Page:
Sanofi wards off Lilly's Lantus challenger with infringement lawsuit

Lantus--Courtesy of Sanofi

Sanofi's ($SNY) got the top-selling diabetes drug in the world right now, and it intends to keep it that way. The French drugmaker is suing Eli Lilly ($LLY) over infringement claims on four of the patents for its Lantus insulin product, which is set to lose protection next February.

As Reuters reports, with the lawsuit filed Thursday, Sanofi puts into play an automatic 30-month stay of approval by the FDA, which will keep Lilly's biosimilar copy off the U.S. market until mid-2016--more than a year after its previously anticipated launch date. A Sanofi win in court could mean an additional multi-year protection extension on the $7 billion-a-year giant, the news service said.

Though the biosimilars market holds billions of dollars in potential revenue, it has been slower to flesh out than some expected. Part of that lag can be chalked up to huge costs and difficult development, which have caused players like Teva ($TEVA) to reevaluate their strategies. But old-fashioned patent litigation has also stalled the process of bringing biosimilars to market, with some drugmakers doing all they can to maintain exclusivity on some of their most complex--and most expensive--products.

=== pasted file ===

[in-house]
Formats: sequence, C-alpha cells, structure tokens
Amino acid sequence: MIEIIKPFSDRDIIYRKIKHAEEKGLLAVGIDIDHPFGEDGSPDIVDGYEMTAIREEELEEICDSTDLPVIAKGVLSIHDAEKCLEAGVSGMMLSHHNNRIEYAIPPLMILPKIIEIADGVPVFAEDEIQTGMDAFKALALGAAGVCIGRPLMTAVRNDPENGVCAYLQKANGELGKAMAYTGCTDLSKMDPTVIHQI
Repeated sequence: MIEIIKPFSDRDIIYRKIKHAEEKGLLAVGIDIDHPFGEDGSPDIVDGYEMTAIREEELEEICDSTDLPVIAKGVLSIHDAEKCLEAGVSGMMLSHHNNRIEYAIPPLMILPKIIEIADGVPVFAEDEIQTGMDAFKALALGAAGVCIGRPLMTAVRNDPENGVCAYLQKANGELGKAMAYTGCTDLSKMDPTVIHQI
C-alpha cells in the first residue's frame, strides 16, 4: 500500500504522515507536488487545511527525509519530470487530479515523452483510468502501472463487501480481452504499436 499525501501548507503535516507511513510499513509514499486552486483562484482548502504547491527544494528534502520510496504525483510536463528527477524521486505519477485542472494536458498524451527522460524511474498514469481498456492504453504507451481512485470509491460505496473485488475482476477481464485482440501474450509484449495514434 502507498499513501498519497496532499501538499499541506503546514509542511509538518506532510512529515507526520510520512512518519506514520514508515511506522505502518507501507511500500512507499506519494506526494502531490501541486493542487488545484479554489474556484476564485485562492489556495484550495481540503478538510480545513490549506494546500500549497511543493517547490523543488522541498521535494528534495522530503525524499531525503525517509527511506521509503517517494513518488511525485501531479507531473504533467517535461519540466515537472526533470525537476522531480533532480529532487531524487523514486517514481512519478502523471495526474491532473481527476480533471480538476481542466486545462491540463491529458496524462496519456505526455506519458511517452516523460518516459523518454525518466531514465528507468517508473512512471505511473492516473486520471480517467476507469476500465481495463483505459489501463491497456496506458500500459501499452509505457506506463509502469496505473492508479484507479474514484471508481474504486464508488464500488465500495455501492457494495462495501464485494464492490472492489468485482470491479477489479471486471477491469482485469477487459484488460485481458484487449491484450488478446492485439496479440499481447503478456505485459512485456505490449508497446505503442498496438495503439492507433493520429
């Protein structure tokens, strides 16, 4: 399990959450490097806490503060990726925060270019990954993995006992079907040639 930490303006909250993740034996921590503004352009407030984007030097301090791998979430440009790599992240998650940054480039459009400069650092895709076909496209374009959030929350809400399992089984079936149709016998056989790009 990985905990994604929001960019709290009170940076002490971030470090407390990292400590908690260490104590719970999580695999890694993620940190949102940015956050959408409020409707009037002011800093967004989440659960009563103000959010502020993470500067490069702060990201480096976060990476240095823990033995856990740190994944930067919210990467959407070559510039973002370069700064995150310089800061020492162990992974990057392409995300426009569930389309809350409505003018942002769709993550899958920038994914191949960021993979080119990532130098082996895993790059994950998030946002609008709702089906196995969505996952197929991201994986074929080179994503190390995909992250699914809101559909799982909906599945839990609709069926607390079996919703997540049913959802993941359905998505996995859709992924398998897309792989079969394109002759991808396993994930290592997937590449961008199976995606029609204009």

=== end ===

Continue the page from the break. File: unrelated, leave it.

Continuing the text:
Sanofi, for one, needs Lantus' colossal revenue haul as it looks to bounce back from losses on other off-patent drugs, like blockbuster blood thinner Plavix, and a costly Brazil generics snafu. Lantus generates nearly 20% of Sanofi's total revenue and over a third of its operating profit, Reuters notes, and analysts estimate that its U.S. sales rose by 22% to €3.8 billion ($5.15 billion) in 2013.

Warding off Lilly's challenger will also give Sanofi more time to switch patients over to a new, long-acting Lantus successor known as U300, for which the the company expects FDA approval in 2015. The French pharma has already caught one break, with the FDA last year rejecting Tresiba, a Novo Nordisk ($NVO) drug seen as a potential Lantus rival. "Time is important in any switching strategy, so any delay would be supportive to the franchise's long-term growth," Jefferies analysts wrote (as quoted by Reuters).

For Lilly, though, the holdup is not so welcome. The Indianapolis-based drugmaker is feeling the effects of generic competition to its top-selling Cymbalta, which went off-patent late last year. And CEO John Lechleiter has recently touted the Lilly's diabetes prospects, even as he warns investors of a tough year ahead for both the company's top and bottom lines.

"We're on the cusp of launching products in cancer and diabetes, two therapeutic areas where we're well established and where we have built out the infrastructure we need," he told Reuters in a recent interview. "And we believe that's going to be the beginning of our return to growth."

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